For the past few years CFI staff have been testing escape rooms as a learning tool. While the concept appears significantly different from traditional educational formats, (online) escape rooms can be a highly effective tool to help students work collaboratively, think critically and learn complex information. In one innovation project, CFI learning designers partnered with the Personal and Professional Impact course at Anthropology to solve a challenge the teachers were facing with student workload.

“Personal and Professional Impact (PPI) is a course given at Leiden’s Anthropology programme to all third-year students. In this course, students learn how to apply their academic skills as a professional. In a relatively short time-period, they need to come up with a possible solution for a fictional client. Last year, the students experienced the final PPI project as extremely challenging. This year, the teachers want to make the programme lighter (no big long-term assignment). That’s why they want to incorporate playful learning in the course. It can encourage students to think out-of-the-box and fail.” – Daniek Bosch

After a series of brainstorming workshops, both the teachers and CFI staff identified an escape room as a final project for the students. For their innovation project, CFI staff assisted the courses’ teachers to research and set up escape rooms as a final project for students. The course is still underway, but thus far the project has been successful for both teachers and students.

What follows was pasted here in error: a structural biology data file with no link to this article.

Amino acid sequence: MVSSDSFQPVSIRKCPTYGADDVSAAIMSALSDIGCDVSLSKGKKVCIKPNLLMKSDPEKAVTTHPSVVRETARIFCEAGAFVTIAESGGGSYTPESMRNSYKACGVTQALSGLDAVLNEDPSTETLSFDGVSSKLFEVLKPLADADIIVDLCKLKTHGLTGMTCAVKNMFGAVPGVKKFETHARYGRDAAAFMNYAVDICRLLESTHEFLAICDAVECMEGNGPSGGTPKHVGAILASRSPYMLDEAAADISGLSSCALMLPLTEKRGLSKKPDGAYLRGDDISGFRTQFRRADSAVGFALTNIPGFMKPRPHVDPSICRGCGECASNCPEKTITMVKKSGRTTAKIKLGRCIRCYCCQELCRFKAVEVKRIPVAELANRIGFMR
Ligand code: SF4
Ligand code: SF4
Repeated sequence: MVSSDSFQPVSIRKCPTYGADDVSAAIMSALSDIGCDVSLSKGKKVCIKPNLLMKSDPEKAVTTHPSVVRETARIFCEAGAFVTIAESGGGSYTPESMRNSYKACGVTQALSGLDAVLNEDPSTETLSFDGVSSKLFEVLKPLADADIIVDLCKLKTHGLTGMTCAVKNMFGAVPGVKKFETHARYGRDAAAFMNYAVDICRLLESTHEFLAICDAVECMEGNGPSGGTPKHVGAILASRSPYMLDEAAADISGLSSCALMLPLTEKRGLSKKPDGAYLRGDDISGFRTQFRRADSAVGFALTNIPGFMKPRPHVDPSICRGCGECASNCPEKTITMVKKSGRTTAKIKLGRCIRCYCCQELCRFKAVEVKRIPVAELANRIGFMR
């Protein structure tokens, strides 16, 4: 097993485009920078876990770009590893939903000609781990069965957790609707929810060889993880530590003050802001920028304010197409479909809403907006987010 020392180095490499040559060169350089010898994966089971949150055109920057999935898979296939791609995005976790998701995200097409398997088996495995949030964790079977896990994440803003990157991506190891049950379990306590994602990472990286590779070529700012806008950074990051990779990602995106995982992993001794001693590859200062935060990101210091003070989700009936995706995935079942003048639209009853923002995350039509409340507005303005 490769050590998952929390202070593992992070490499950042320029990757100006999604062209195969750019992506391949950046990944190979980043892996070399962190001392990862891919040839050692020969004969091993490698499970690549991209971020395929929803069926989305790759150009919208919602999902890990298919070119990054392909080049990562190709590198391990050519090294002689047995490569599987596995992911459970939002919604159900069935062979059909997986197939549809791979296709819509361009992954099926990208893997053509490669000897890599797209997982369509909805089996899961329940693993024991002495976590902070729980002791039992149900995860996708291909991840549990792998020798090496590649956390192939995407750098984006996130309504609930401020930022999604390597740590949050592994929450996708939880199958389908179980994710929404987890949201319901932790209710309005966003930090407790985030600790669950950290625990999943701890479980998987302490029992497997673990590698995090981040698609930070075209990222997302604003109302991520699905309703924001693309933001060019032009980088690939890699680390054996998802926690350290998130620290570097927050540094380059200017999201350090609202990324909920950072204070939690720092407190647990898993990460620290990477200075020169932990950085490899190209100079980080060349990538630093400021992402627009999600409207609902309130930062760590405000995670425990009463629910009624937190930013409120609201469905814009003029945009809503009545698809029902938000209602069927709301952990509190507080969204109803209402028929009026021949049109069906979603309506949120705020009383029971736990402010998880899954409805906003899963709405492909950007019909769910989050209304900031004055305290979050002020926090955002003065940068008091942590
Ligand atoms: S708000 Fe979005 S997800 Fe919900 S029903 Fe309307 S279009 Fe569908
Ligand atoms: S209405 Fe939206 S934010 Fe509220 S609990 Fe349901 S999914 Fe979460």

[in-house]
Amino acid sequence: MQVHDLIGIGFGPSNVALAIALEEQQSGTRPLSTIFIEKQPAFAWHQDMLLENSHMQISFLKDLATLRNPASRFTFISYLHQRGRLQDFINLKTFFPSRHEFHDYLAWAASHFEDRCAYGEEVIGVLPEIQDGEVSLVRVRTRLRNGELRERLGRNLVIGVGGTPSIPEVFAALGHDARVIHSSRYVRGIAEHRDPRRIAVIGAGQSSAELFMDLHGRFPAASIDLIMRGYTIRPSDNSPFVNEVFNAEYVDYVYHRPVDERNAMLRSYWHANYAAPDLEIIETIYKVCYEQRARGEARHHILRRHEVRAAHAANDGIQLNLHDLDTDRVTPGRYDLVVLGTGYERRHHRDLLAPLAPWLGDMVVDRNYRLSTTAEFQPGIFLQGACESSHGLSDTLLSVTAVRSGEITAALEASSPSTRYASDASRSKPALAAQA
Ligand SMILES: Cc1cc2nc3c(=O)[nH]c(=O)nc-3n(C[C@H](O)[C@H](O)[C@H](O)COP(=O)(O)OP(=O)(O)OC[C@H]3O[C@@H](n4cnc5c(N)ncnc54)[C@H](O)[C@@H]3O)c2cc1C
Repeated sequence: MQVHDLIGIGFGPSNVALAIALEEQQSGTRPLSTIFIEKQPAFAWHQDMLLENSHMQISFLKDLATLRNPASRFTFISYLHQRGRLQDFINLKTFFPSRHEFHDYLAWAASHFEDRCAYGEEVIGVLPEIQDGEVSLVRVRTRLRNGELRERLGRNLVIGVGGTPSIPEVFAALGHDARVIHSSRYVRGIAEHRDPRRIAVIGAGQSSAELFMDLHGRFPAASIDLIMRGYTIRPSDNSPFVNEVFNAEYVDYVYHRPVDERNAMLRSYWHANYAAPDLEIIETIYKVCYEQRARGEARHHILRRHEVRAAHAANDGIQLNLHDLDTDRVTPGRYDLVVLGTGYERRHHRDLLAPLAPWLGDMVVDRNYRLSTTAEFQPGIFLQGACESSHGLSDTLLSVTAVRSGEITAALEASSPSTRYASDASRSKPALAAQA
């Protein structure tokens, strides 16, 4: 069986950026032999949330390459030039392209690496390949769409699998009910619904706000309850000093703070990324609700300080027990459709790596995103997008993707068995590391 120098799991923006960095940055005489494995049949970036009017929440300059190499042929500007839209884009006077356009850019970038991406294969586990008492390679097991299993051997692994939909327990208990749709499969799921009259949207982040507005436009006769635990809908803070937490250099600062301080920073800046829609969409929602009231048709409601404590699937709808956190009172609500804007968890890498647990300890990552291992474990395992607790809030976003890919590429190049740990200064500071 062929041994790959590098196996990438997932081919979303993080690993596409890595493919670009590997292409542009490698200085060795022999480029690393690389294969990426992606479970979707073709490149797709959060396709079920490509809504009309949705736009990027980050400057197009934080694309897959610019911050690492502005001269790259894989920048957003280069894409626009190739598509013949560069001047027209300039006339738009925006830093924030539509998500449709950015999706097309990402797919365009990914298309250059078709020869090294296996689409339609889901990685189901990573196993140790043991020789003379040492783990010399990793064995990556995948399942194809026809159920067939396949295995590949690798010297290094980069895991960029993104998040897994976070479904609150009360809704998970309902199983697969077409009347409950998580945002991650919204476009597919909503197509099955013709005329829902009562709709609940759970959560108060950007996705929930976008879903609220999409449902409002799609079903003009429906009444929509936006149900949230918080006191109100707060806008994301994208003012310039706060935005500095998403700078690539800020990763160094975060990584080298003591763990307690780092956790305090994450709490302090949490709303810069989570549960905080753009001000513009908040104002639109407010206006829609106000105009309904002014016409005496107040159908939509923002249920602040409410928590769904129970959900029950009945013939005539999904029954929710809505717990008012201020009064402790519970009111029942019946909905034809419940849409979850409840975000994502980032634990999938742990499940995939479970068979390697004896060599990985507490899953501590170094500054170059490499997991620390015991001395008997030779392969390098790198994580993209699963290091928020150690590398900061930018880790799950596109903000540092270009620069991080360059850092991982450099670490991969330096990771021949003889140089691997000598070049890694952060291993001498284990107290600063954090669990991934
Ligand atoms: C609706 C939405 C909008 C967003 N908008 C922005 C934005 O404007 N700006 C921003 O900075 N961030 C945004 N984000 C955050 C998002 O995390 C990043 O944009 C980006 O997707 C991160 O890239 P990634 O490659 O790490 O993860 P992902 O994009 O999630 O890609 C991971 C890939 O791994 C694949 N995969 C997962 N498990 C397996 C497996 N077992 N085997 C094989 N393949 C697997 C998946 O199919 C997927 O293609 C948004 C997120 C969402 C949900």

Failed Projects

A few of the Innovation Projects resulted in a “failure”. Unlike other contexts, failure in innovation can be a positive thing, and even fl-awesome, as it allows project teams to quickly and efficiently learn if a proposed solution or technology is worth pursuing.

One project was to create a sustainability dashboard that allowed University employees to anonymously track their decisions around sustainable actions (e.g. recycling, transportation, using reusable materials). The Dashboard could then assess how the university as a whole was preforming. The project arose from requests, as identified by the Sustainability Network and Faculties, to get a better understanding of how employees could individually improve their sustainable actions. Initial research ended up showing that, at this time, such a project wouldn’t work due to the immaturity of an available data infrastructure.